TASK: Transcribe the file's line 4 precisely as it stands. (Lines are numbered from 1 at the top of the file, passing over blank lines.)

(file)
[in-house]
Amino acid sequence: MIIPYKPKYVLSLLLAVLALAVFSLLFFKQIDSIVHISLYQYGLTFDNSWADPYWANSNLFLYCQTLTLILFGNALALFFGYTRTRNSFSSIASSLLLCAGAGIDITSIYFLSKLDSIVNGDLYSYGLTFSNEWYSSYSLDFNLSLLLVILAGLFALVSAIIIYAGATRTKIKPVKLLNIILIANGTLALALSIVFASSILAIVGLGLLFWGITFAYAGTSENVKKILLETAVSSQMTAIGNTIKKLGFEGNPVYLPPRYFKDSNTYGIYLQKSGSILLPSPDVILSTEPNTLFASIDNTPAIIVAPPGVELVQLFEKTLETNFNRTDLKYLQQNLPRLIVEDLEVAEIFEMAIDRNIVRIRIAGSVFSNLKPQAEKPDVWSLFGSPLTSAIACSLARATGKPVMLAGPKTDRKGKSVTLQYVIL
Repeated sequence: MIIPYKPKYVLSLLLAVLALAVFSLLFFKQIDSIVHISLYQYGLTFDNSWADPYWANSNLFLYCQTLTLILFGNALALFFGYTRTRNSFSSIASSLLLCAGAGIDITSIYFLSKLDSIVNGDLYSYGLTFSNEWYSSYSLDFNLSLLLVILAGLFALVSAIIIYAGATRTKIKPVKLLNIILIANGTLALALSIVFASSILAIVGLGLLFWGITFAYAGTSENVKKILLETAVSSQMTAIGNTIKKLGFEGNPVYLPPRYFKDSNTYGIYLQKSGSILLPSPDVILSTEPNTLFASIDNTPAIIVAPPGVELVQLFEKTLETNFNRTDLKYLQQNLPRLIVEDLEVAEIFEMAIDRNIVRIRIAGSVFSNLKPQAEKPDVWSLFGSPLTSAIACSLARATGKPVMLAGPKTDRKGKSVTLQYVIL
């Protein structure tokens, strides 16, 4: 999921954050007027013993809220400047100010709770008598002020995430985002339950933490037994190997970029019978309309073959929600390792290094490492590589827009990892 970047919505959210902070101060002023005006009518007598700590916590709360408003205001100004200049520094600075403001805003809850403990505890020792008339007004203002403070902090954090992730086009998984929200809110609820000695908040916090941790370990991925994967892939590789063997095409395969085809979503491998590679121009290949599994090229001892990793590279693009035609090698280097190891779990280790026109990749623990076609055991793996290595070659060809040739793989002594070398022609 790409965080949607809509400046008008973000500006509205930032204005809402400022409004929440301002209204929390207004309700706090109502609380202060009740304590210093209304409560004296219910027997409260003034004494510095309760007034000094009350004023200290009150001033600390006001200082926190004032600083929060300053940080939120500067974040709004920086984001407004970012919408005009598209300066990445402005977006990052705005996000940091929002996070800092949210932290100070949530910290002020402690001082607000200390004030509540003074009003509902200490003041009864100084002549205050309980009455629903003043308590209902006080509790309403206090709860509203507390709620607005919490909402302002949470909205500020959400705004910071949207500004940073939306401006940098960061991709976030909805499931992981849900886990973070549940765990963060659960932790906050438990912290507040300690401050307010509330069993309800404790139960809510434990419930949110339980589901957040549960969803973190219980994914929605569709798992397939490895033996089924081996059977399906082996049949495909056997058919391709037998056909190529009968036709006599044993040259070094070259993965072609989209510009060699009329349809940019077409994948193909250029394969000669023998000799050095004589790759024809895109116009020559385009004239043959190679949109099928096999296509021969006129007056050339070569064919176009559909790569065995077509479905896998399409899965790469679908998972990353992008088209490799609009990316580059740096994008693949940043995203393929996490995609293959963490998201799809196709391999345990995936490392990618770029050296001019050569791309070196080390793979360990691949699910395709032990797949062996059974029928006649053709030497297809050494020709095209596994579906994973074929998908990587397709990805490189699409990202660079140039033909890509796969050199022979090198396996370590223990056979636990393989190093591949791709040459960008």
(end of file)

């Protein structure tokens, strides 16, 4: 999921954050007027013993809220400047100010709770008598002020995430985002339950933490037994190997970029019978309309073959929600390792290094490492590589827009990892 970047919505959210902070101060002023005006009518007598700590916590709360408003205001100004200049520094600075403001805003809850403990505890020792008339007004203002403070902090954090992730086009998984929200809110609820000695908040916090941790370990991925994967892939590789063997095409395969085809979503491998590679121009290949599994090229001892990793590279693009035609090698280097190891779990280790026109990749623990076609055991793996290595070659060809040739793989002594070398022609 790409965080949607809509400046008008973000500006509205930032204005809402400022409004929440301002209204929390207004309700706090109502609380202060009740304590210093209304409560004296219910027997409260003034004494510095309760007034000094009350004023200290009150001033600390006001200082926190004032600083929060300053940080939120500067974040709004920086984001407004970012919408005009598209300066990445402005977006990052705005996000940091929002996070800092949210932290100070949530910290002020402690001082607000200390004030509540003074009003509902200490003041009864100084002549205050309980009455629903003043308590209902006080509790309403206090709860509203507390709620607005919490909402302002949470909205500020959400705004910071949207500004940073939306401006940098960061991709976030909805499931992981849900886990973070549940765990963060659960932790906050438990912290507040300690401050307010509330069993309800404790139960809510434990419930949110339980589901957040549960969803973190219980994914929605569709798992397939490895033996089924081996059977399906082996049949495909056997058919391709037998056909190529009968036709006599044993040259070094070259993965072609989209510009060699009329349809940019077409994948193909250029394969000669023998000799050095004589790759024809895109116009020559385009004239043959190679949109099928096999296509021969006129007056050339070569064919176009559909790569065995077509479905896998399409899965790469679908998972990353992008088209490799609009990316580059740096994008693949940043995203393929996490995609293959963490998201799809196709391999345990995936490392990618770029050296001019050569791309070196080390793979360990691949699910395709032990797949062996059974029928006649053709030497297809050494020709095209596994579906994973074929998908990587397709990805490189699409990202660079140039033909890509796969050199022979090198396996370590223990056979636990393989190093591949791709040459960008």